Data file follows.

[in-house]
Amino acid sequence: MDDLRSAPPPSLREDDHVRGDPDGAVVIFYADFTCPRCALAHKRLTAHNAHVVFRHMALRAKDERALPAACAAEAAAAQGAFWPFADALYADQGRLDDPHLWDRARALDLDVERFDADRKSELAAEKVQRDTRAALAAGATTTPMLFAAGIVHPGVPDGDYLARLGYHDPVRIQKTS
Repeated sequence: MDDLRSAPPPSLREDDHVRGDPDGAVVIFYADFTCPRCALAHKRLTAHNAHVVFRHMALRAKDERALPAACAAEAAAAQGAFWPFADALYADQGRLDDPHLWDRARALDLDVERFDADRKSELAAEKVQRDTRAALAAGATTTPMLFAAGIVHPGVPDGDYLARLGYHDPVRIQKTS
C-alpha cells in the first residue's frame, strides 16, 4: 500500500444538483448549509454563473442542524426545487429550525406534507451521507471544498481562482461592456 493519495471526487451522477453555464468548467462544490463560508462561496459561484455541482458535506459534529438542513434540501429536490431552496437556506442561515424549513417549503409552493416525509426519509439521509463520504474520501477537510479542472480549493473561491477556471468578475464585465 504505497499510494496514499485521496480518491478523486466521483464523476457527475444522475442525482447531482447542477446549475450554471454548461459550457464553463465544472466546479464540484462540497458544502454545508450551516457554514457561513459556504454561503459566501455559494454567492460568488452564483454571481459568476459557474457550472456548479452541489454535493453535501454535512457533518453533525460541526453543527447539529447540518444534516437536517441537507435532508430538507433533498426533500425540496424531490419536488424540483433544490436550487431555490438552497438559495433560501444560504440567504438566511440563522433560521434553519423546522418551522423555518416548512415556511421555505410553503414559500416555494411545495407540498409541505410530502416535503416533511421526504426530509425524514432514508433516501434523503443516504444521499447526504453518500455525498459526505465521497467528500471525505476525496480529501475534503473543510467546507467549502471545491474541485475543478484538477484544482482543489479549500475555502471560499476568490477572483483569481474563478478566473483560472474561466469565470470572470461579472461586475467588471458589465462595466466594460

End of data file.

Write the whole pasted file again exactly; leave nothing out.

[in-house]
Amino acid sequence: MDDLRSAPPPSLREDDHVRGDPDGAVVIFYADFTCPRCALAHKRLTAHNAHVVFRHMALRAKDERALPAACAAEAAAAQGAFWPFADALYADQGRLDDPHLWDRARALDLDVERFDADRKSELAAEKVQRDTRAALAAGATTTPMLFAAGIVHPGVPDGDYLARLGYHDPVRIQKTS
Repeated sequence: MDDLRSAPPPSLREDDHVRGDPDGAVVIFYADFTCPRCALAHKRLTAHNAHVVFRHMALRAKDERALPAACAAEAAAAQGAFWPFADALYADQGRLDDPHLWDRARALDLDVERFDADRKSELAAEKVQRDTRAALAAGATTTPMLFAAGIVHPGVPDGDYLARLGYHDPVRIQKTS
C-alpha cells in the first residue's frame, strides 16, 4: 500500500444538483448549509454563473442542524426545487429550525406534507451521507471544498481562482461592456 493519495471526487451522477453555464468548467462544490463560508462561496459561484455541482458535506459534529438542513434540501429536490431552496437556506442561515424549513417549503409552493416525509426519509439521509463520504474520501477537510479542472480549493473561491477556471468578475464585465 504505497499510494496514499485521496480518491478523486466521483464523476457527475444522475442525482447531482447542477446549475450554471454548461459550457464553463465544472466546479464540484462540497458544502454545508450551516457554514457561513459556504454561503459566501455559494454567492460568488452564483454571481459568476459557474457550472456548479452541489454535493453535501454535512457533518453533525460541526453543527447539529447540518444534516437536517441537507435532508430538507433533498426533500425540496424531490419536488424540483433544490436550487431555490438552497438559495433560501444560504440567504438566511440563522433560521434553519423546522418551522423555518416548512415556511421555505410553503414559500416555494411545495407540498409541505410530502416535503416533511421526504426530509425524514432514508433516501434523503443516504444521499447526504453518500455525498459526505465521497467528500471525505476525496480529501475534503473543510467546507467549502471545491474541485475543478484538477484544482482543489479549500475555502471560499476568490477572483483569481474563478478566473483560472474561466469565470470572470461579472461586475467588471458589465462595466466594460